Arcelor Mittal France v. AK Steel Corp., No. 11-1638 (Fed. Cir. 2012)Annotate this Case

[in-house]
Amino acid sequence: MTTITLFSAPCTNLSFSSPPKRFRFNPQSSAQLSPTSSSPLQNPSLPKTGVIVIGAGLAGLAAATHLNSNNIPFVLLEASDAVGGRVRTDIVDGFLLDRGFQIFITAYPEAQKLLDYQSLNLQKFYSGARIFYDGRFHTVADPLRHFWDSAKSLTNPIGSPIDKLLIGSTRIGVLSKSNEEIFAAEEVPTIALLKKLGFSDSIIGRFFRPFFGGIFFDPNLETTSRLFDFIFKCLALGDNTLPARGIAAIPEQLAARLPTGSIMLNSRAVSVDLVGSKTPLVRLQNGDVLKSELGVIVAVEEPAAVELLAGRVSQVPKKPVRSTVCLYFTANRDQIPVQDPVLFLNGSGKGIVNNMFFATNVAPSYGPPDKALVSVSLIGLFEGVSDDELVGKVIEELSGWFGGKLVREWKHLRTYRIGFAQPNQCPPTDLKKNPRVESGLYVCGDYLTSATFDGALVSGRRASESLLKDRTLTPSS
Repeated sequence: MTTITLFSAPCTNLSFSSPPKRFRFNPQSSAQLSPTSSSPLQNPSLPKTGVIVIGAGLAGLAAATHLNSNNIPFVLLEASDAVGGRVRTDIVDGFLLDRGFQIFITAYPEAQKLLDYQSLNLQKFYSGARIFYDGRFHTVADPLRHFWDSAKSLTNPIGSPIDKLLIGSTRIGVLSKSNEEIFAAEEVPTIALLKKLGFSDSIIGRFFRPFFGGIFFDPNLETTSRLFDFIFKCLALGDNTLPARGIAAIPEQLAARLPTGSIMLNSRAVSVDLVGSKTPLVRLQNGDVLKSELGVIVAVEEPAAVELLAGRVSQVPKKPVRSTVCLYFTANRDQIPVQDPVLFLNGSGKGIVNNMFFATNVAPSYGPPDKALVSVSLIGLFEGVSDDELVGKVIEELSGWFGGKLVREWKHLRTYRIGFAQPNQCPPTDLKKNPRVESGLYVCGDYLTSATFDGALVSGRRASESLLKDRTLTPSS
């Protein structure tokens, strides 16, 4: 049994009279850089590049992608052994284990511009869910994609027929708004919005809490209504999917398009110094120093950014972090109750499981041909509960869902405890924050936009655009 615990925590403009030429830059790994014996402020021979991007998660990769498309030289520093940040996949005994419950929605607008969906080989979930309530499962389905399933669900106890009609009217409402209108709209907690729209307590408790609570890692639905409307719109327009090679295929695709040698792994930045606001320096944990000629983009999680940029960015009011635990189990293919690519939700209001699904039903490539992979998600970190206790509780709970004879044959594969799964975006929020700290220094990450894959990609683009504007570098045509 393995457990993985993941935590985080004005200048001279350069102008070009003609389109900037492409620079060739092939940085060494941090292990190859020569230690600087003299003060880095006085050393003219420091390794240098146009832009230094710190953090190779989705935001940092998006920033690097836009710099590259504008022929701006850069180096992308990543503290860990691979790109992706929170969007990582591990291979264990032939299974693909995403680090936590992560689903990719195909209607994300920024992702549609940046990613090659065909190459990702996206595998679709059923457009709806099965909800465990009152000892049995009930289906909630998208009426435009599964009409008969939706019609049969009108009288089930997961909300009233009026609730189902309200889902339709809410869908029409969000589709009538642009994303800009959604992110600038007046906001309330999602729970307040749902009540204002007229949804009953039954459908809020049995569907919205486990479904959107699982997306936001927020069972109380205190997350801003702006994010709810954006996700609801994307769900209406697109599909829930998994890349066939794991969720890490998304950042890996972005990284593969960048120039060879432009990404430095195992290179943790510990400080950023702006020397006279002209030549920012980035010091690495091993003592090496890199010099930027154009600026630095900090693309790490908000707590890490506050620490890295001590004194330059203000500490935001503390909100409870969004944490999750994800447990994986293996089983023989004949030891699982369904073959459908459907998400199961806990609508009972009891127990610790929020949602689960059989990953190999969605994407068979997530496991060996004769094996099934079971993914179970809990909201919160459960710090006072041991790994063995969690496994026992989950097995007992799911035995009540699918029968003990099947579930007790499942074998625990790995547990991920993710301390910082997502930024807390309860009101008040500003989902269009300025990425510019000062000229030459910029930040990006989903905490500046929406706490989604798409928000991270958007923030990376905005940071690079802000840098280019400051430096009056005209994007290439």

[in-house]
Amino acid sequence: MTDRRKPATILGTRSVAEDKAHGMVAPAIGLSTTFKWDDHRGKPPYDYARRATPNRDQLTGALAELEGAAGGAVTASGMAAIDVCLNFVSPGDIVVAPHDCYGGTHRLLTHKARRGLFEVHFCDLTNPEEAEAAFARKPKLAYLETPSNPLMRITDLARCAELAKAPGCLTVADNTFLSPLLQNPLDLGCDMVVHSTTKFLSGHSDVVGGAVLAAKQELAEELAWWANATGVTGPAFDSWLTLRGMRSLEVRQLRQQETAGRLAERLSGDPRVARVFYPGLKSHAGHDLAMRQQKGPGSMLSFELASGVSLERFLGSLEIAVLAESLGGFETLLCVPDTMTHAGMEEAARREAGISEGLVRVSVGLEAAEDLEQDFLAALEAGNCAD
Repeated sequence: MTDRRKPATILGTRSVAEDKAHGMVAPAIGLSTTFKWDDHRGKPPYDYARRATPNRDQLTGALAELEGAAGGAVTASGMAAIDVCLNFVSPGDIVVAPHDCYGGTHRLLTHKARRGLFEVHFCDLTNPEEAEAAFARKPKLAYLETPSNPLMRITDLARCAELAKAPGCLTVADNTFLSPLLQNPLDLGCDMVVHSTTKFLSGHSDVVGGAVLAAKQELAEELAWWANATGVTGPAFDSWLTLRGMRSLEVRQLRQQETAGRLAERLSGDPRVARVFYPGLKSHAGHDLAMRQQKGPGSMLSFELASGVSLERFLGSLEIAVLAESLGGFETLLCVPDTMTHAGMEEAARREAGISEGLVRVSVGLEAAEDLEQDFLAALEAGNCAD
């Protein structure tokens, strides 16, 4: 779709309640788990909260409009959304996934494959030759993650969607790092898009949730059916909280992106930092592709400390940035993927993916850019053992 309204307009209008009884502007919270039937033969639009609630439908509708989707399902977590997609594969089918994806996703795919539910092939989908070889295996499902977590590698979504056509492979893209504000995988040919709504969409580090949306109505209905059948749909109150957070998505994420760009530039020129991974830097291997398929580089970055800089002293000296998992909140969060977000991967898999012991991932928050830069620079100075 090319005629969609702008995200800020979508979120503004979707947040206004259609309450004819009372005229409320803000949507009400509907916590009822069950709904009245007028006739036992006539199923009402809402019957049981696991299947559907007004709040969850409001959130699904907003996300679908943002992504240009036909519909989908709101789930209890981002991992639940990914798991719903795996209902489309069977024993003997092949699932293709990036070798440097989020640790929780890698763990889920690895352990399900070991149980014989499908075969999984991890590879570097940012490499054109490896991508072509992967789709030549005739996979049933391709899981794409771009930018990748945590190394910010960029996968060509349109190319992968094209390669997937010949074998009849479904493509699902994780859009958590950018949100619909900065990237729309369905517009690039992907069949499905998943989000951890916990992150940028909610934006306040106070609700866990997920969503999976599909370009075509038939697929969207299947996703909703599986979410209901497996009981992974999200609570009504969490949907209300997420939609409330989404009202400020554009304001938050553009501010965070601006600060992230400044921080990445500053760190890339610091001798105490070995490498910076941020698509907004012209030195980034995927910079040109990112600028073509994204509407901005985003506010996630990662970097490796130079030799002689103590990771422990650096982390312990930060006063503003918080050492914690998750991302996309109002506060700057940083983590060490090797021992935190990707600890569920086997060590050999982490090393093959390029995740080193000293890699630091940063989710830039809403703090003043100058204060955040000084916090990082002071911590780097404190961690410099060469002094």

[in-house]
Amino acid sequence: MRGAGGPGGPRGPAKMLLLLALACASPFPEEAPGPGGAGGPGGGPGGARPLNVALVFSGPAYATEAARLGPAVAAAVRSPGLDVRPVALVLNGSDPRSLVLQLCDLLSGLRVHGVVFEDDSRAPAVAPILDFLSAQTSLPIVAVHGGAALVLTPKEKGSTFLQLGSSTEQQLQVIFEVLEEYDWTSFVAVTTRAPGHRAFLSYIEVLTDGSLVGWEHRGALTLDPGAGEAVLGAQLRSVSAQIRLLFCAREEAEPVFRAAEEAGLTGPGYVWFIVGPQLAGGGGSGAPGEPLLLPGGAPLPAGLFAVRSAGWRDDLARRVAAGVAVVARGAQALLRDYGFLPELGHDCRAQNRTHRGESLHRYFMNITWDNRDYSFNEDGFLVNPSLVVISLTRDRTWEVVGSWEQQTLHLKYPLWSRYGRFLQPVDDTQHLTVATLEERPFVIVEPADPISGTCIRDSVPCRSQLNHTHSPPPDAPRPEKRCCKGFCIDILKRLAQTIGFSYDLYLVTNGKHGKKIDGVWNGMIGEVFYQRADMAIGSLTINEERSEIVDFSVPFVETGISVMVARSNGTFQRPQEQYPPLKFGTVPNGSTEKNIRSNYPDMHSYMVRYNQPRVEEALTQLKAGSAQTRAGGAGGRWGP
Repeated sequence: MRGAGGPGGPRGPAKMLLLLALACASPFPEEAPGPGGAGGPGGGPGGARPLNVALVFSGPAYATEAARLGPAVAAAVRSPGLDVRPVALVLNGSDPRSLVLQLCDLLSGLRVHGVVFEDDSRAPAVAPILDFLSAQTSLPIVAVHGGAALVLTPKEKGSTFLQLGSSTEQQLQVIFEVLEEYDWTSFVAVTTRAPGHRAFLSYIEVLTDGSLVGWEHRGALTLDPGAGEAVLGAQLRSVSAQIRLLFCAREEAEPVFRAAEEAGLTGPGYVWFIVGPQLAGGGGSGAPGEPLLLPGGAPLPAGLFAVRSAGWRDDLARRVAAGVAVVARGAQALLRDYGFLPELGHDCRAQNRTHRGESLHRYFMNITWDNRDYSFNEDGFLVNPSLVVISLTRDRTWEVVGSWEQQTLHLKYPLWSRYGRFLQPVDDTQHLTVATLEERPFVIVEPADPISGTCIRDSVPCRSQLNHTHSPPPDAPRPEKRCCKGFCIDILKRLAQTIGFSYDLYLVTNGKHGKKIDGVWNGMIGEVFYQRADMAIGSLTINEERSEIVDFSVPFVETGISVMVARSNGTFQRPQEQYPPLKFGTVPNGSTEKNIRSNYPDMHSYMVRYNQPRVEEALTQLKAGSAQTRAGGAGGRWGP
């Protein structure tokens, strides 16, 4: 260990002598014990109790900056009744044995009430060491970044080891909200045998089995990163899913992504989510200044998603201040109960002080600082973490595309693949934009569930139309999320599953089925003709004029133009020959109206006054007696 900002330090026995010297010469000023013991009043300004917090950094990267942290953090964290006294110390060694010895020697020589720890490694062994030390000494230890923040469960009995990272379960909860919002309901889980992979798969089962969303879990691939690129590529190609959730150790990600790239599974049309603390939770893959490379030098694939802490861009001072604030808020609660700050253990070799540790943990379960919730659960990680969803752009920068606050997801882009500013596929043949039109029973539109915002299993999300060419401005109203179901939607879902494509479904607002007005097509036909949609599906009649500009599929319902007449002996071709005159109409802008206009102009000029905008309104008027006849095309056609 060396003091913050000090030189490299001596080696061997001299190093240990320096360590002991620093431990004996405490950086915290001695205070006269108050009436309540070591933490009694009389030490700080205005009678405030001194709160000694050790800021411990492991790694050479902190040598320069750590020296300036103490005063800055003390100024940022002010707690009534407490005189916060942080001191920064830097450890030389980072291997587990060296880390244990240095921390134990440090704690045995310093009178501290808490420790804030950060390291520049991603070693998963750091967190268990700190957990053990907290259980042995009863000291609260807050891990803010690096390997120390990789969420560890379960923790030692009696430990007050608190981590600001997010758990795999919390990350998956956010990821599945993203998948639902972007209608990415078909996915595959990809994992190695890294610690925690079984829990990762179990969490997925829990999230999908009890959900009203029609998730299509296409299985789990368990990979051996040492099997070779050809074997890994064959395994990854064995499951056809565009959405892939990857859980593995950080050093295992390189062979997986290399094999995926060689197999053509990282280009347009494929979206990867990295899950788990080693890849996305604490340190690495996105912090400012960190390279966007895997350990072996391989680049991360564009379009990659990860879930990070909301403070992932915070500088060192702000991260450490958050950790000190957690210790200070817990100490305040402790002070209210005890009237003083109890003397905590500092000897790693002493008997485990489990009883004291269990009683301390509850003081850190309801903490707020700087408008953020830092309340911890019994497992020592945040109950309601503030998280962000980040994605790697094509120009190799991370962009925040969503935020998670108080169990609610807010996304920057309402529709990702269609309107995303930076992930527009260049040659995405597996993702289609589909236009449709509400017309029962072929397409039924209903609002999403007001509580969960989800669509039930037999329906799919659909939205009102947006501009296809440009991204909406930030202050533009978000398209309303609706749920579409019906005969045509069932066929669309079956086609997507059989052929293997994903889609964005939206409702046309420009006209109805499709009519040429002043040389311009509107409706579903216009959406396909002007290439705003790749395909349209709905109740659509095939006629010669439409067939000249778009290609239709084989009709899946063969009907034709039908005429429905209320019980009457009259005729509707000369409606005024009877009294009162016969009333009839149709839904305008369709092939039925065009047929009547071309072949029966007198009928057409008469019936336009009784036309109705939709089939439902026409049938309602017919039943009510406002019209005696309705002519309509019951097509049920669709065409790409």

ArcelorMittal’s patent covers boron steel sheet with an aluminum-based coating applied after rolling the sheet to its final thickness. The steel is used for “hot-stamping:” rapidly heating the steel, stamping it into parts of the desired shape, and rapidly cooling them. The rapid heating and cooling alters the crystalline structure of the steel, converting it to austenite and then martensite. By altering the steel’s microstructure, hot-stamping produces particularly strong steel, but there are associated problems. The aluminum-based coating claimed in the patent prevents oxidation during hot-stamping, so that scale does not form and decarburization does not occur, making hot-stamping less costly, reducing environmental impact, and allowing its use in production of delicate parts. ArcelorMittal brought an infringement action, alleging that AK Steel’s aluminum coated steel sheet products infringe the patent. After construing the terms “a hot-rolled steel sheet coated with an aluminum or aluminum alloy coating” and “the steel sheet has a very high mechanical resistance after thermal treatment,” the district court found no infringement and held that the asserted claims were obvious and anticipated. The Federal Circuit upheld the claim construction in part, reversed in part, reversed the verdict of anticipation, and stated that a new trial is required on obviousness.